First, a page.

The Nobel Peace Prize 1911
Tobias Asser, Alfred Fried
Tobias Michael Carel Asser
Born: 28 April 1838, Amsterdam, the Netherlands
Died: 29 July 1913, the Hague, the Netherlands
Residence at the time of the award: the Netherlands
Role: Lawyer, Cabinet Minister, Initiator of the Conferences on International Private Law at the Hague
Field: peace movement
The lawyer Tobias Asser was a co-founder in 1873 of the Institute of International Law, the first organization to be awarded the Nobel Peace Prize (1904). Asser was an expert in international private law. At several conferences in the 1890s, he advocated that the world's states should enter into binding agreements on how private law disputes must be settled. This related for instance to matters concerning marriage, separation and divorce. His text-book in international private law was translated into several languages.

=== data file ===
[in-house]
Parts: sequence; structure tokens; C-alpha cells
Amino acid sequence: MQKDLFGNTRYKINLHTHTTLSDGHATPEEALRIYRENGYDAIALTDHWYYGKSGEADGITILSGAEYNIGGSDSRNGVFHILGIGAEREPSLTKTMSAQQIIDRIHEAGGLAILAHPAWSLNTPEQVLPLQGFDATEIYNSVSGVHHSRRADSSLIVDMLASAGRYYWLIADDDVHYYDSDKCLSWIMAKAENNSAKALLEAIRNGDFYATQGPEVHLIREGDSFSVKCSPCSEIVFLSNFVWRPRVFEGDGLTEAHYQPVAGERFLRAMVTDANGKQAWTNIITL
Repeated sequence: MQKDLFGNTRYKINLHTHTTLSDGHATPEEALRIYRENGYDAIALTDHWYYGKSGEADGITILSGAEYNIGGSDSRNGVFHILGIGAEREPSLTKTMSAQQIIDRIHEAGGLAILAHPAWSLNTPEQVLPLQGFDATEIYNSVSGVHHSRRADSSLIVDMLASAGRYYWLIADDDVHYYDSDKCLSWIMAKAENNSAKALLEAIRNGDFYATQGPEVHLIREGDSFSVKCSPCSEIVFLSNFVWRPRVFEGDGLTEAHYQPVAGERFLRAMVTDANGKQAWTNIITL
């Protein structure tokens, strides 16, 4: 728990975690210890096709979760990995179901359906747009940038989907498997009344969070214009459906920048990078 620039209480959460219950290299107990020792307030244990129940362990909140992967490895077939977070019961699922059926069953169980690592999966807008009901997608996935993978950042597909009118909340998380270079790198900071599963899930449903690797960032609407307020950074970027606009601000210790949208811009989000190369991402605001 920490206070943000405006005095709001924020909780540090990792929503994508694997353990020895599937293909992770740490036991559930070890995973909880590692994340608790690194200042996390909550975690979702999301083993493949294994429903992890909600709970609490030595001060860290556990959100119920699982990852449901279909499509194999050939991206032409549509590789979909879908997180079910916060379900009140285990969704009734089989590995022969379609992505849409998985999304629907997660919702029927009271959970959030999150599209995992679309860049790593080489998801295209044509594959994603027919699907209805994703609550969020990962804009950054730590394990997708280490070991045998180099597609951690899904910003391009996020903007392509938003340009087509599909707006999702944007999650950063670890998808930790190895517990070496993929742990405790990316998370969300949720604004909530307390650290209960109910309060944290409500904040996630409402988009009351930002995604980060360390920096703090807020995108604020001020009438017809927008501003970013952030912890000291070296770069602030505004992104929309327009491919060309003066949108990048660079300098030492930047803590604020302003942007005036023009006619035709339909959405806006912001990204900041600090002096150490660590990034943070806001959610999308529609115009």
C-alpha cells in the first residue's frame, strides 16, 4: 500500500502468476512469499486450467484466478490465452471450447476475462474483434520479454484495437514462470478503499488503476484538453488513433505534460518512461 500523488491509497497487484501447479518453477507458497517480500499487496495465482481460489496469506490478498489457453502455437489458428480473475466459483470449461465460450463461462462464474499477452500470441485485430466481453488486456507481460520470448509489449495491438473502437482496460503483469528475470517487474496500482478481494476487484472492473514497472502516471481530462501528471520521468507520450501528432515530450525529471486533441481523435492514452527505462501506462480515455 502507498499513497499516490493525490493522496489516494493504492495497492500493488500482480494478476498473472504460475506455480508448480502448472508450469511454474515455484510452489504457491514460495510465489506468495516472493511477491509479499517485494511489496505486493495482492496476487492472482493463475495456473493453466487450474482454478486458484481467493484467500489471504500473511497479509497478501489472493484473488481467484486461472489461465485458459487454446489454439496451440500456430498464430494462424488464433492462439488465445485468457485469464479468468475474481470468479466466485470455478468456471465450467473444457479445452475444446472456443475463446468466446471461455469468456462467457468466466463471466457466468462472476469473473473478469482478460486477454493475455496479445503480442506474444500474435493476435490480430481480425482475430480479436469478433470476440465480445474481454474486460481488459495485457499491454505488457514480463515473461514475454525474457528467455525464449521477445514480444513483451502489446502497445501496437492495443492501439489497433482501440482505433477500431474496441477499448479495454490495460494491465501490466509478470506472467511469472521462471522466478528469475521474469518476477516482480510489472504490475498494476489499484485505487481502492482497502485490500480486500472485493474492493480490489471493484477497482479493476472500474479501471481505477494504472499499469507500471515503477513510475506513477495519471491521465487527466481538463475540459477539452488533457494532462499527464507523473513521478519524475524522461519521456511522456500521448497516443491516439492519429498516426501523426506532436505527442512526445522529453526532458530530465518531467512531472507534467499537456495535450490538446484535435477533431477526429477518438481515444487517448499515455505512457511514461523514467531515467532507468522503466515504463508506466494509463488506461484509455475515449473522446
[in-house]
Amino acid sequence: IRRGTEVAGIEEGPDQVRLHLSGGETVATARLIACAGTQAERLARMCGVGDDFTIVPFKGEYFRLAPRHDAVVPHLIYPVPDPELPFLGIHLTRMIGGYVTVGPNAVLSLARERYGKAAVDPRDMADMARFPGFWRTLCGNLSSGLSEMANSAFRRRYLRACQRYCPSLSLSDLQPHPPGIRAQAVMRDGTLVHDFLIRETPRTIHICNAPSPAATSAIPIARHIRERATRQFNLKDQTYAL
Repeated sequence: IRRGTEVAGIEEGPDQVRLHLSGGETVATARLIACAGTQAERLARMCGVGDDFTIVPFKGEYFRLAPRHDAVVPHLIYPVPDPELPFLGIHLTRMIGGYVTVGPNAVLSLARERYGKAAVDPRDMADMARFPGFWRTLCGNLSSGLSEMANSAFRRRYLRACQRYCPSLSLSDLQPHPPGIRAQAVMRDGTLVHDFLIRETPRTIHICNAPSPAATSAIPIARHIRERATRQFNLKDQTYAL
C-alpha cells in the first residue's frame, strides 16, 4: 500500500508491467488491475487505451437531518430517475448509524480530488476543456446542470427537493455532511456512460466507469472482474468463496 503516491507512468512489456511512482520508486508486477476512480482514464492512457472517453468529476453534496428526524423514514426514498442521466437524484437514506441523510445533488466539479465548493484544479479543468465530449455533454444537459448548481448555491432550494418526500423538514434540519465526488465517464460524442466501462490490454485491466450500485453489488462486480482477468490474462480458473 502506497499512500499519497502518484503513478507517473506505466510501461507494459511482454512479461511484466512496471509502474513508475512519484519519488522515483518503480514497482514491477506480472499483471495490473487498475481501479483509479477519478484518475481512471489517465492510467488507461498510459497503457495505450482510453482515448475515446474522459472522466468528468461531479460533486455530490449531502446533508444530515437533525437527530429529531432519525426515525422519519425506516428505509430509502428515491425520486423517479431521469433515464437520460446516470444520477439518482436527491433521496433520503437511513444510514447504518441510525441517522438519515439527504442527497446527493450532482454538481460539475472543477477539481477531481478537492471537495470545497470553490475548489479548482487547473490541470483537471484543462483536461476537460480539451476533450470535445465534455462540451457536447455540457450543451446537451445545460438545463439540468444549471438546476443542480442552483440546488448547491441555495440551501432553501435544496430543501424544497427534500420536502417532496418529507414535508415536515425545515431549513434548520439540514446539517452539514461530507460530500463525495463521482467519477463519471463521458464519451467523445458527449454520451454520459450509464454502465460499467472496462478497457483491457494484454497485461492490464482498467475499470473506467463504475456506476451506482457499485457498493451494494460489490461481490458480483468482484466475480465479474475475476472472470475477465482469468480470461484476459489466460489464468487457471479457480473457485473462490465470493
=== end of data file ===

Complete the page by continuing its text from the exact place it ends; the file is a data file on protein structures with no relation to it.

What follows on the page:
Asser was also active at the international peace conferences at the Hague in 1899 and 1907, where he sought to extend and improve the Geneva Convention. But it was to his work in the field of private law that the greatest importance was attached when he was awarded the Peace Prize. Knowledge of the legal framework in other countries would promote peace. There were good reasons, then, for comparing Tobias Asser with his countryman Hugo Grotius, the founder of international law in 1600s.